This week we saw a program, broadcast in the UK on Channel 4, which showed the tragic story of a mother whose son embraced Islam and then misled by extremists went to Somalia to kill the non-believers. Four and a half years later he was killed when he and his companions tried to attack non-Muslims in Kenya.
We present an alternative narrative which shows that the Holy Quran’s command to conduct a jihad does not mean that a Muslim should go out and slaughter innocent non-Muslims. This is a reading of parts of the English translation of the Promised Messiah’s (as) book, “British Government and jihad”.
Last week was VE day which was celebrated with great pomp and ceremony. In this khutba we look at the Holy Quran’s teaching that persecution is worse than killing. It is shown that the treatment of Germany after the First World War, which may be regarded as being in line with mosaic law, led to such deprivation that it led to the rise of Nazis in Germany. The attempts to appease Nazis, which may be regarded as being in accordance with Jesus’ teaching to turn the other check, led to unimaginable persecution and suffering. The Allies had to turn to the Quranic teaching that persecution is worse that slaughter to overcome the Nazis and put an end to persecution.
But it is the Middle East and the Fertile Crescent that is the most, well, fertile area for antique urbanity. Not that this makes the job of firmly planting a flag on the oldest city any easier. Cities in this region have not shouted their claims, or investigated them, or tried to trade them for the tourist dollar, as energetically as have the big hitters in ancient city fame, such as Rome, Athens or even Cirencester.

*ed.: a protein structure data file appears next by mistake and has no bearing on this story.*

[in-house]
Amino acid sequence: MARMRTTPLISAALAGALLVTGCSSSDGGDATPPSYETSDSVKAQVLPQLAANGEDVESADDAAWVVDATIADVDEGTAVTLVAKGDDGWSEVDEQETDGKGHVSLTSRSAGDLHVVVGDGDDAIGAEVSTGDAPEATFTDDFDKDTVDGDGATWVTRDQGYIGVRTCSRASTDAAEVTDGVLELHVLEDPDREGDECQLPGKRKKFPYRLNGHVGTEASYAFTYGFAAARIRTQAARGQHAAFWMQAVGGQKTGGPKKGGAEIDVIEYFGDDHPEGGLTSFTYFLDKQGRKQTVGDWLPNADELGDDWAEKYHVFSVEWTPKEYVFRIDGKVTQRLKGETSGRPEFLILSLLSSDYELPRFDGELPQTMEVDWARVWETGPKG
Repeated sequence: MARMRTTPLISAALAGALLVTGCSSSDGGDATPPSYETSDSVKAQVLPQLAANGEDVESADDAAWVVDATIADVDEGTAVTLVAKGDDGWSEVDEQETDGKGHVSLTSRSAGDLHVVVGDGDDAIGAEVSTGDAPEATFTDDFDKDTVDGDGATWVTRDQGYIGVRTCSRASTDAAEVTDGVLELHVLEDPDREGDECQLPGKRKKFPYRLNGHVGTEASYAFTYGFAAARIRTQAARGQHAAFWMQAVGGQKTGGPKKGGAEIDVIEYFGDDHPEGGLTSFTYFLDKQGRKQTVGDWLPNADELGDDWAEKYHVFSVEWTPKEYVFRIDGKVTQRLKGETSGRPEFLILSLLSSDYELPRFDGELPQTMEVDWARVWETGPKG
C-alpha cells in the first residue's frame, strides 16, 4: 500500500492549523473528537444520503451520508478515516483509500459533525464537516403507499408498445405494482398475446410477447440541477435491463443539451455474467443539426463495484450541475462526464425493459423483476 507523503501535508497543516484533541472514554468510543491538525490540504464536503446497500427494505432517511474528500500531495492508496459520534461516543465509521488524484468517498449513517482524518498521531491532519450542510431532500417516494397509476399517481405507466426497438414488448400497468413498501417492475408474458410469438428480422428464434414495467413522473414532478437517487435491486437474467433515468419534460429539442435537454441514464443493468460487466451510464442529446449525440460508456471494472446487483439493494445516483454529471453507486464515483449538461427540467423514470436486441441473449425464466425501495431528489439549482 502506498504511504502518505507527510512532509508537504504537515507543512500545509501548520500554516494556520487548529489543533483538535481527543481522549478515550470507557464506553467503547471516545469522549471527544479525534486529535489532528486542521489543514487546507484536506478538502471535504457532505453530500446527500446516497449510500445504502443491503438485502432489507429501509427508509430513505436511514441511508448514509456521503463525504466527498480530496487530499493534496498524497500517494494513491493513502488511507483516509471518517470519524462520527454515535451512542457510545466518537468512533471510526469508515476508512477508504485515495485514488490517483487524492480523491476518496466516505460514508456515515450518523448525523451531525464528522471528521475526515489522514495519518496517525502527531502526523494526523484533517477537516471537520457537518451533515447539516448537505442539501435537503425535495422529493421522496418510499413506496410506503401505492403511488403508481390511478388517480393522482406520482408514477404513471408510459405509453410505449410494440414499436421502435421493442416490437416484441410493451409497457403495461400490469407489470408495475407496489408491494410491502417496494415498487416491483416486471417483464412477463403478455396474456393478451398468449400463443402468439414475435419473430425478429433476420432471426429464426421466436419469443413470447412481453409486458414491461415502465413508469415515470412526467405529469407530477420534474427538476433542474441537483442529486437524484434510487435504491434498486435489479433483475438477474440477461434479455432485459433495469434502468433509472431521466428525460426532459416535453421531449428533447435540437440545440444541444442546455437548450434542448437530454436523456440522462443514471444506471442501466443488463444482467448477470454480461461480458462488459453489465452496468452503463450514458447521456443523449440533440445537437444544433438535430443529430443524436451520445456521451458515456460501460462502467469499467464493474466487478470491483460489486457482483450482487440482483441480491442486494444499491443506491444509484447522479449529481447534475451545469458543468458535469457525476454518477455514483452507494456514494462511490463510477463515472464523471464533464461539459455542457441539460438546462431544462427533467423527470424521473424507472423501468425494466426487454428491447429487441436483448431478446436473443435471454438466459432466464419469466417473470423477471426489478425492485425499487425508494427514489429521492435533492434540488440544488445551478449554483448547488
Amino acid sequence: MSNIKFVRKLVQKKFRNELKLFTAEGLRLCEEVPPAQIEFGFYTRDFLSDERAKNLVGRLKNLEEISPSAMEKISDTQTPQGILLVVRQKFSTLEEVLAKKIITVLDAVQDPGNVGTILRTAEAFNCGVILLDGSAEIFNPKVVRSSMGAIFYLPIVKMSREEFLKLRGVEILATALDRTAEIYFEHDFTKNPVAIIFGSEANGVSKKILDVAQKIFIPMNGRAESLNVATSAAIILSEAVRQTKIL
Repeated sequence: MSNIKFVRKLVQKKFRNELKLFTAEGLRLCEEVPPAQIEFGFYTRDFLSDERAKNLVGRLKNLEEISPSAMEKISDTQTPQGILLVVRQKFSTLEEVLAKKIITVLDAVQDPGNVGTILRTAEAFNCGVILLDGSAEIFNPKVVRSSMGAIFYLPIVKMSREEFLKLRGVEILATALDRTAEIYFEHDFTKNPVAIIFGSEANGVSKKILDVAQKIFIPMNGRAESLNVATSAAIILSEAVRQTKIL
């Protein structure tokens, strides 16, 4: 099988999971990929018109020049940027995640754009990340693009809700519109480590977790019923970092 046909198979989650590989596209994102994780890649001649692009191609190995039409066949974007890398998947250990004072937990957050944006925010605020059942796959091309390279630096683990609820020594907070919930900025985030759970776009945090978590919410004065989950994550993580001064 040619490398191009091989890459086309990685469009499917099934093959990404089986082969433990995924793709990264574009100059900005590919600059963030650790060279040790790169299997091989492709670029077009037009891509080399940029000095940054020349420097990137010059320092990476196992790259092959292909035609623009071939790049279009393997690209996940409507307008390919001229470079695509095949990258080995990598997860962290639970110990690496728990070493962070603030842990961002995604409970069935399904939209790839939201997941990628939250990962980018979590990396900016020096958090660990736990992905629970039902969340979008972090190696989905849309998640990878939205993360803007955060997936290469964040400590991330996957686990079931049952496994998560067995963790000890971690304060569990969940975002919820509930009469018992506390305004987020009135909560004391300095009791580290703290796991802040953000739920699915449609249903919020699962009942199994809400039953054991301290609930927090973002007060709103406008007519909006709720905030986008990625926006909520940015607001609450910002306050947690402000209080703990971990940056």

Iraq for instance has Kirkuk, once the ancient Assyrian capital of Arrapha, founded around 2,200BC, and with the ruins of a 5,000-year-old castle to prove its bona fides. Then there is nearby Erbil, capital of the Kurdistan region of Iraq, which claims settlements dating back to 6,000BC.
Iran meanwhile has Susa, now the delightfully named Shush, administrative centre of Shush Country, which has an acropolis – a sure sign of ancient city status – that is carbon-dated to around 4,200BC, and evidence of permanent homemaking going back another 800 years. Susa’s claims are somewhat dented, however, by the fact that it was downgraded to “small settlement” between the 15th and 20th centuries.
Jerusalem and Beirut can both claim urbanisation going back to at least 3,000 BC, as can Jericho in the West Bank.
In this very interesting article The Guardian have tried to pin point the oldest city in the World, and as expected the large majority of the places which can lay claim to this title fall within the Middle East. Its sad to note, as mentioned in one of the comments, that these ancient, beautiful cities are being (or have already been) destroyed by men due to their inhumanity towards other men.
World Ameer of the worldwide Ahmadiyya Association for the propagation of Islam, President of its UK branch and Dr Zahid Aziz spoke at the Houses of Parliament on Wednesday 19 November 2014.
Hazrat Ameer spoke on the long history of peaceful propagation of Islam by the Lahore-Ahmadiyya to the West, which started when its founder invited Queen Victoria to embrace Islam and continues to this day. He also stressed that Islam abhors violence particularly in propagation of Islam.
Dr Zahid Aziz used the Holy Quran and hadith to show that there is no punishment of apostasy in Islam, Jihad does not mean violent attacks on innocent people but a peaceful struggle for the advancement of religion of Islam and that Islam does not allow men to beat their wives.
Shahid Aziz made clear that although an Islamic organisation the Lahore-Ahmadiyya is different and distinct from all others and believe that
the Holy Prophet Muhammad (pbuh) was the last prophet and after him, no prophet shall come, whether an old one or a new one;
all those who say they are Muslims, should be regarded as such because it is for Allah to decide who is right and who is wrong;
women have equal rights to men;
science and Islam are not contradictory;